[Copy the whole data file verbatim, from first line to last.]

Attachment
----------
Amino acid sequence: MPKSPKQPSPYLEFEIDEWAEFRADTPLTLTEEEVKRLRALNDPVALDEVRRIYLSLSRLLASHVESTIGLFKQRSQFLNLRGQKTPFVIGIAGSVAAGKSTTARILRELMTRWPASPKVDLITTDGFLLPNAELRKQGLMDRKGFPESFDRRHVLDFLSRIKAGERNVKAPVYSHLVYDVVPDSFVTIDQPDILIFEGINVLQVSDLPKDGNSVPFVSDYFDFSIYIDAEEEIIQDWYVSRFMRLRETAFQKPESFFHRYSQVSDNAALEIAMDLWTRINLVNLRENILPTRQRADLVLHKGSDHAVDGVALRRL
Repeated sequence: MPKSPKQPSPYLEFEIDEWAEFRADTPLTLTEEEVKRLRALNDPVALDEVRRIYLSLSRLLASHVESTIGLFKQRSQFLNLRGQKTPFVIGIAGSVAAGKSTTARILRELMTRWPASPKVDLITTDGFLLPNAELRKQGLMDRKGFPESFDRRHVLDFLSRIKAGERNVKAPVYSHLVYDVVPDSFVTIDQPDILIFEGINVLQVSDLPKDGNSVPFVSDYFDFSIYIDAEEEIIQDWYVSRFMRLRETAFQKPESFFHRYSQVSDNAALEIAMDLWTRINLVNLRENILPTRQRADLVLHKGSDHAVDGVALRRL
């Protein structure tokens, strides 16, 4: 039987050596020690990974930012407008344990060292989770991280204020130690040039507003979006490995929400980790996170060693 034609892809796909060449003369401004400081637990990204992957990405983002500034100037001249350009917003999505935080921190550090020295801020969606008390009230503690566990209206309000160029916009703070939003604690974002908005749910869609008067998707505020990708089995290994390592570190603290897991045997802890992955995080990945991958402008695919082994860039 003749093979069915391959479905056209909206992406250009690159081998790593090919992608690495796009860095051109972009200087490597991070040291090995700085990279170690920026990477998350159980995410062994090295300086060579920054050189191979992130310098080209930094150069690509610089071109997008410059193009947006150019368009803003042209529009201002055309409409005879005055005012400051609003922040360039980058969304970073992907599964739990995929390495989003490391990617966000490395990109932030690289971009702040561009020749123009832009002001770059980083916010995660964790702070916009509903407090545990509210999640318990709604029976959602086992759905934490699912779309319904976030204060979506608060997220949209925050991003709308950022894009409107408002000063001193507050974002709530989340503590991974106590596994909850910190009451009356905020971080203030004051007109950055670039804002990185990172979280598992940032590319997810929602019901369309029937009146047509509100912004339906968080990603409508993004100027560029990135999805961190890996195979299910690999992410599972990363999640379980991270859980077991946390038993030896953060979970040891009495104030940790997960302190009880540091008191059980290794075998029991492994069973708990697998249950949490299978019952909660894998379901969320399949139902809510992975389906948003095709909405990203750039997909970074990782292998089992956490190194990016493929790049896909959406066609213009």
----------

Amino acid sequence: MPKSPKQPSPYLEFEIDEWAEFRADTPLTLTEEEVKRLRALNDPVALDEVRRIYLSLSRLLASHVESTIGLFKQRSQFLNLRGQKTPFVIGIAGSVAAGKSTTARILRELMTRWPASPKVDLITTDGFLLPNAELRKQGLMDRKGFPESFDRRHVLDFLSRIKAGERNVKAPVYSHLVYDVVPDSFVTIDQPDILIFEGINVLQVSDLPKDGNSVPFVSDYFDFSIYIDAEEEIIQDWYVSRFMRLRETAFQKPESFFHRYSQVSDNAALEIAMDLWTRINLVNLRENILPTRQRADLVLHKGSDHAVDGVALRRL
Repeated sequence: MPKSPKQPSPYLEFEIDEWAEFRADTPLTLTEEEVKRLRALNDPVALDEVRRIYLSLSRLLASHVESTIGLFKQRSQFLNLRGQKTPFVIGIAGSVAAGKSTTARILRELMTRWPASPKVDLITTDGFLLPNAELRKQGLMDRKGFPESFDRRHVLDFLSRIKAGERNVKAPVYSHLVYDVVPDSFVTIDQPDILIFEGINVLQVSDLPKDGNSVPFVSDYFDFSIYIDAEEEIIQDWYVSRFMRLRETAFQKPESFFHRYSQVSDNAALEIAMDLWTRINLVNLRENILPTRQRADLVLHKGSDHAVDGVALRRL
């Protein structure tokens, strides 16, 4: 039987050596020690990974930012407008344990060292989770991280204020130690040039507003979006490995929400980790996170060693 034609892809796909060449003369401004400081637990990204992957990405983002500034100037001249350009917003999505935080921190550090020295801020969606008390009230503690566990209206309000160029916009703070939003604690974002908005749910869609008067998707505020990708089995290994390592570190603290897991045997802890992955995080990945991958402008695919082994860039 003749093979069915391959479905056209909206992406250009690159081998790593090919992608690495796009860095051109972009200087490597991070040291090995700085990279170690920026990477998350159980995410062994090295300086060579920054050189191979992130310098080209930094150069690509610089071109997008410059193009947006150019368009803003042209529009201002055309409409005879005055005012400051609003922040360039980058969304970073992907599964739990995929390495989003490391990617966000490395990109932030690289971009702040561009020749123009832009002001770059980083916010995660964790702070916009509903407090545990509210999640318990709604029976959602086992759905934490699912779309319904976030204060979506608060997220949209925050991003709308950022894009409107408002000063001193507050974002709530989340503590991974106590596994909850910190009451009356905020971080203030004051007109950055670039804002990185990172979280598992940032590319997810929602019901369309029937009146047509509100912004339906968080990603409508993004100027560029990135999805961190890996195979299910690999992410599972990363999640379980991270859980077991946390038993030896953060979970040891009495104030940790997960302190009880540091008191059980290794075998029991492994069973708990697998249950949490299978019952909660894998379901969320399949139902809510992975389906948003095709909405990203750039997909970074990782292998089992956490190194990016493929790049896909959406066609213009």